Today’s article will discuss two simple changes to how we do “political business” in America that have vast public support and almost no chance of being instituted in my lifetime.
It seems to be the topic de jour so I’ll tackle the debt ceiling first. (Much of this will be redundant to my regular readers.) My change is simple: just eliminate it. It serves no useful purpose. The underlying spending has already been approved by Congress and the borrowing capacity (at great rates) exists.
Theoretically this fix is simple. All Congress has to do is pass a law ending it and then the President must sign it. The reality is that both parties have used it (one worse than the other) as a negotiating tactic and both want to preserve that. An argument, which I buy, can be made that the Republicans have used it as an evil political tool but that is another discussion for another day.
Only Denmark also has a debt ceiling but they never use it as a political football. Obviously advanced democracies can and do function without one.
Next, I suggest we scrap the Electoral College. At the founding and in the early days of the country it may have served a purpose but today it is simply an unnecessary and undemocratic wrinkle. We are a democracy, albeit a representative one. The majority vote should simply rule. In the 2000s, twice that has not been the case. (Two of six presidential elections or 33% of the time. Not a rarity!)
At the adoption of the Constitution the literacy rate in America was low and mass visual or audio communication was non-existent. People largely got their information on candidates by hearing them speak. Sans the Electoral College campaigning would have been exclusively held in large states. Today, besides the facts that most Americans can read and have access to newspapers and websites, most news is garnered by audio and visual media. Especially during the campaign, I am exposed to presidential candidates regardless of where they physically are by virtue of TV and radio. I also read the online editions of several newspapers on a daily basis.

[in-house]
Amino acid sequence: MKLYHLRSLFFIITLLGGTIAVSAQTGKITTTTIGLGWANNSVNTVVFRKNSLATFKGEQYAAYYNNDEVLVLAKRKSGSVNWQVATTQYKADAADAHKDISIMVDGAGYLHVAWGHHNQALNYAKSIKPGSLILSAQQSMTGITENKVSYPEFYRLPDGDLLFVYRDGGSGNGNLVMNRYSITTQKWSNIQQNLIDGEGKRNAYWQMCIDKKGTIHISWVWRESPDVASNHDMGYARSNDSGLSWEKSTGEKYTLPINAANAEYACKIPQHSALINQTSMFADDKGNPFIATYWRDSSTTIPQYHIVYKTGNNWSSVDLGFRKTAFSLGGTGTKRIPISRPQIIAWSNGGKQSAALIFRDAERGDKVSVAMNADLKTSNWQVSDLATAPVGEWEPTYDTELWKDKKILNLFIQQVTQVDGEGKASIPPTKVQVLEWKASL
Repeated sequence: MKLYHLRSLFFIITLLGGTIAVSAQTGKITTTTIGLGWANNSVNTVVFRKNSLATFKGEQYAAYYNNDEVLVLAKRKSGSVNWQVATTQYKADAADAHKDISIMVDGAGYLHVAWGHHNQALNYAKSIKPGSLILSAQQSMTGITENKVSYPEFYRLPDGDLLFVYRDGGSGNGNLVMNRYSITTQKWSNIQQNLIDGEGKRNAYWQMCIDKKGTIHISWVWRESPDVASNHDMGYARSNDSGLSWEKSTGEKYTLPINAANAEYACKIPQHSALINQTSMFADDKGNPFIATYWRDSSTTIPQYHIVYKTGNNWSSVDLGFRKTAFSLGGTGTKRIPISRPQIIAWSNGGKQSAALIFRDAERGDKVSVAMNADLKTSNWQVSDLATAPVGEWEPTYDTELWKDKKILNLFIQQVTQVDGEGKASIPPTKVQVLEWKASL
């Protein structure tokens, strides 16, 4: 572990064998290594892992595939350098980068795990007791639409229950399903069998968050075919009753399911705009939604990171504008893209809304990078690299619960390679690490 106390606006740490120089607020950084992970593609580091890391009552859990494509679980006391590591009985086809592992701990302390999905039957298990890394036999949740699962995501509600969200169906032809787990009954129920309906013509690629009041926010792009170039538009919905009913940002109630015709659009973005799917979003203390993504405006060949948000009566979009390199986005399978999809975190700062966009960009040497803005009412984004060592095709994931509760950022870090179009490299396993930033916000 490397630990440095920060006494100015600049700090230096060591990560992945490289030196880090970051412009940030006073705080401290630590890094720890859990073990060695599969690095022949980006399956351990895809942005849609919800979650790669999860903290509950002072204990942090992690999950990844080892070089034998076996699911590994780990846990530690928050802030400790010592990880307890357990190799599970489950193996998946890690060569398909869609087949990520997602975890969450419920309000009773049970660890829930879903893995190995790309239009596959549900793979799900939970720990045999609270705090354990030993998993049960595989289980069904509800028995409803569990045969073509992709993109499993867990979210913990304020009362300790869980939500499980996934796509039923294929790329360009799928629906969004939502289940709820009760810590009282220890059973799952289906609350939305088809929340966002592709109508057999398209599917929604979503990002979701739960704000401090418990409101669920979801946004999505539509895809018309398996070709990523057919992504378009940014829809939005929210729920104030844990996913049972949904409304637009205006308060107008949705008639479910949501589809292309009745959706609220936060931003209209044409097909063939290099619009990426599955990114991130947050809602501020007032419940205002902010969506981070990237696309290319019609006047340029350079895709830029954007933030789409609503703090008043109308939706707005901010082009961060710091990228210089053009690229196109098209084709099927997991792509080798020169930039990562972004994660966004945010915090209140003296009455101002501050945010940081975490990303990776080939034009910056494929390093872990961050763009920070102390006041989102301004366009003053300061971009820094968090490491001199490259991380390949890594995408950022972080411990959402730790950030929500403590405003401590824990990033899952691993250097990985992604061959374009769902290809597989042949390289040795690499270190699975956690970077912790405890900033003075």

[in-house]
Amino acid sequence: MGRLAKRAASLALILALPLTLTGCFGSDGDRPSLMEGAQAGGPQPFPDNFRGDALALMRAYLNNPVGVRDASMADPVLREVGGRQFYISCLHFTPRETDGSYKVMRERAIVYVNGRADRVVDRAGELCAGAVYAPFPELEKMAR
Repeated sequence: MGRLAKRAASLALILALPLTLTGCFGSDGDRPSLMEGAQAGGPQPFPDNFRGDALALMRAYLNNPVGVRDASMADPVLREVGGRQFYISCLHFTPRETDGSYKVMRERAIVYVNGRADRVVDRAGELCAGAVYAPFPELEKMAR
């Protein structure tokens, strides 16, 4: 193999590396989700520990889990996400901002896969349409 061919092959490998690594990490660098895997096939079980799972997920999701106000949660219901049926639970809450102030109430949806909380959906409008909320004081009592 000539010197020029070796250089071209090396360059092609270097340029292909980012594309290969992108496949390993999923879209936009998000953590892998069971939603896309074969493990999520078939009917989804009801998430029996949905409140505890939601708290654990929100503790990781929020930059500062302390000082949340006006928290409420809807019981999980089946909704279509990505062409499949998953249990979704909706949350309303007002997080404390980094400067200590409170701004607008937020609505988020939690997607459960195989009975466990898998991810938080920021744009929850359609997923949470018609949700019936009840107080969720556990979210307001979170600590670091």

The Electoral College served a purpose in an America gone by. We simply no longer need it. Like the debt ceiling it serves no useful purpose and can only muck things up.
Scrapping the Electoral College (which I’m certainly all for!) would be more complicated because it would require a constitutional amendment. Considering that the Republican party has only won the popular vote for president once (2004, and then under “unique” circumstances) in the 2000s, that would be an uphill fight.
I don’t expect either change to happen anytime soon but that does not diminish from the fact that both changes would make us a more perfect union. Where have I heard that phrase before?
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